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We have a ‘digital’ government, or certainly one that branded itself as ‘digital’ during the election campaign. Either way things are surely going digital as evidenced by a new automated system that will replace the traditional hard book driving licence and number plates that is to be introduced in Kenya.


The new driving card system, funded by the World Bank and Price Water House Coopers, will run on global technology and it is hoped, safeguard integrity in the state’s licensing system.

“A micro chip on the driving licence will have personal details of the owner and officials will be able to access the information through a smart card reader”, said Transport Principal Secretary Nduva Muli during the launch of a road safety campaign titled ‘SAFETY FIRST’.

Drivers caught flouting traffic rules will have points digitally deducted from their smart driving licences and an exhaustion of points will render a card invalid.

The new system is however in the trial stages and will be officially launched from next year.


Nduva also said that in an effort to address the issue of over speeding and lack of speed governors in commercial cars and PSV’S, which is said to be one of the chief causes of road accidents on Kenyan roads, a team of officers from The National Safety And Transport Authority, the Traffic Police Department, the Judiciary and the Ministry of Transport and Infrastructure, will conduct a series of ‘Safety First Operations’ on compliance with the speed governor rule in various parts of the country.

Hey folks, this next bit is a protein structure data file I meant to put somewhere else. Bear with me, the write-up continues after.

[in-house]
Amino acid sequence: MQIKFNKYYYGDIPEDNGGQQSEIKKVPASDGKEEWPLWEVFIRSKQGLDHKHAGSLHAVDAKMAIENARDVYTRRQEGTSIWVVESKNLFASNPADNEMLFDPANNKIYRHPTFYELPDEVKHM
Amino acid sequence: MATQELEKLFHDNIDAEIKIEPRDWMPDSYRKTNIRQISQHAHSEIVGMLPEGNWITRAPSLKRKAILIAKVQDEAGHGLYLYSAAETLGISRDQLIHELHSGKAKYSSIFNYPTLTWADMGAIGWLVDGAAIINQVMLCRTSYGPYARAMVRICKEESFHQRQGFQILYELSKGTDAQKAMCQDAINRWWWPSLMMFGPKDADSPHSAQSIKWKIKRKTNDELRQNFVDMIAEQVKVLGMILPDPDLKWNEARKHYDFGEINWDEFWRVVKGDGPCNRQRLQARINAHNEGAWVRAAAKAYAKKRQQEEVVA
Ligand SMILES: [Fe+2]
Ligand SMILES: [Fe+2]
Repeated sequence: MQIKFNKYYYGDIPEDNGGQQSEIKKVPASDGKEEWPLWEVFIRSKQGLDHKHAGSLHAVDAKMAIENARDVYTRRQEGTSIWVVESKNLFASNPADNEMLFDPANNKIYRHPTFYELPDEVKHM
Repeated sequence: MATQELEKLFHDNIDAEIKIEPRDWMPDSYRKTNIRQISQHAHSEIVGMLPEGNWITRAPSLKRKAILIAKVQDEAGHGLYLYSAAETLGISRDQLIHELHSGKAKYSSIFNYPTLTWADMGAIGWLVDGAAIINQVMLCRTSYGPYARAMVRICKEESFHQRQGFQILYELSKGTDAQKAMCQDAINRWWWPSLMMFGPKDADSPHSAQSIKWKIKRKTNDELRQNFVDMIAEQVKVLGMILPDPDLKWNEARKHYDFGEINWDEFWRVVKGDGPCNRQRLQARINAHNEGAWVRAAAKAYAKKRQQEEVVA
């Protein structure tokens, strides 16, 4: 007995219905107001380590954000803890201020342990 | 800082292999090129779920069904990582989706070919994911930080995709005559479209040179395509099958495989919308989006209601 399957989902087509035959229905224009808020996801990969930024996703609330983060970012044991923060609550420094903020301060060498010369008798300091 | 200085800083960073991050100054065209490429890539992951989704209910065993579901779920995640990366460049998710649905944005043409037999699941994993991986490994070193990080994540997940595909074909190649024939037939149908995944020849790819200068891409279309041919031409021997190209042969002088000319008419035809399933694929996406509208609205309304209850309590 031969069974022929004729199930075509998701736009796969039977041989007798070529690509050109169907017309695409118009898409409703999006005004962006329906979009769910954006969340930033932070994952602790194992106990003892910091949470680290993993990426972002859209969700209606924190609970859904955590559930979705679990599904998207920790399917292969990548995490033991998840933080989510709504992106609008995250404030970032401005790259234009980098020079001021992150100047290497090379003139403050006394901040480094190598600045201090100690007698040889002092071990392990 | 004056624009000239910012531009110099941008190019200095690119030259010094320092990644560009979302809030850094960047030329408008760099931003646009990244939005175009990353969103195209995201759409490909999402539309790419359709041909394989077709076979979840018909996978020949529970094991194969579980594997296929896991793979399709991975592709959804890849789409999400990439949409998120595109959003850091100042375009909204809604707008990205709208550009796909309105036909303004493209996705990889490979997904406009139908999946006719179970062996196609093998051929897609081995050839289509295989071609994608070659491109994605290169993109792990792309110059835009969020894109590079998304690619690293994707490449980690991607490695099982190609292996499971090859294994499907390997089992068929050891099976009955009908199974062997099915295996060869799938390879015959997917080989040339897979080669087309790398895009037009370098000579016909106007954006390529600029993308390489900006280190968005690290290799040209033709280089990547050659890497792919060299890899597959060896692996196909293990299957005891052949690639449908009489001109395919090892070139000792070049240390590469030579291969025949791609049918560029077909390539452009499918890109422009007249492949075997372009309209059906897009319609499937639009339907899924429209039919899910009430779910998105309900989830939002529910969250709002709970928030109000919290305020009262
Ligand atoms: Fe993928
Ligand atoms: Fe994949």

In the new safety campaigns, owners and drivers of impounded cars will be arrested and charged in court so as to ensure that all players are held responsible.


Acquiring a driving licence in Kenya is not as tough an undertaking as it ought to be, thanks to corruption. You can easily buy the document from city cartels, even when you don’t have proof of basic driving skills. The outcome of this has been unqualified drivers on our roads and more accidents as a result.

On Tuesday a Daily Nation correspondent exposed how he got his driving licence in just 24 hours after parting with Sh6,700, a license that allowed him to drive all cars, lorries and matatus.


Traffic police are already using speed guns in the battle against drivers who disregard traffic laws. According to traffic police boss Samuel Kimaru, the speed gun being used by traffic officers is a new technology that will allow for audio visual recordings and still photographic evidence hence, in theory, leaving no room for corruption.


Traffic police officers in the country are known for their notorious habit of demanding ‘kitu kidogo’ from Matatu operators in order to let them off the hook when caught flouting traffic rules. Kenyans therefore have good reason to be skeptical as to whether this new technology will end the madness on our roads, or simply open a new front for traffic officers to reap more bribes – after all they will have the photographic evidence – but with official figures showing that 1,725 people have died on our roads so far this year, something has to be done.


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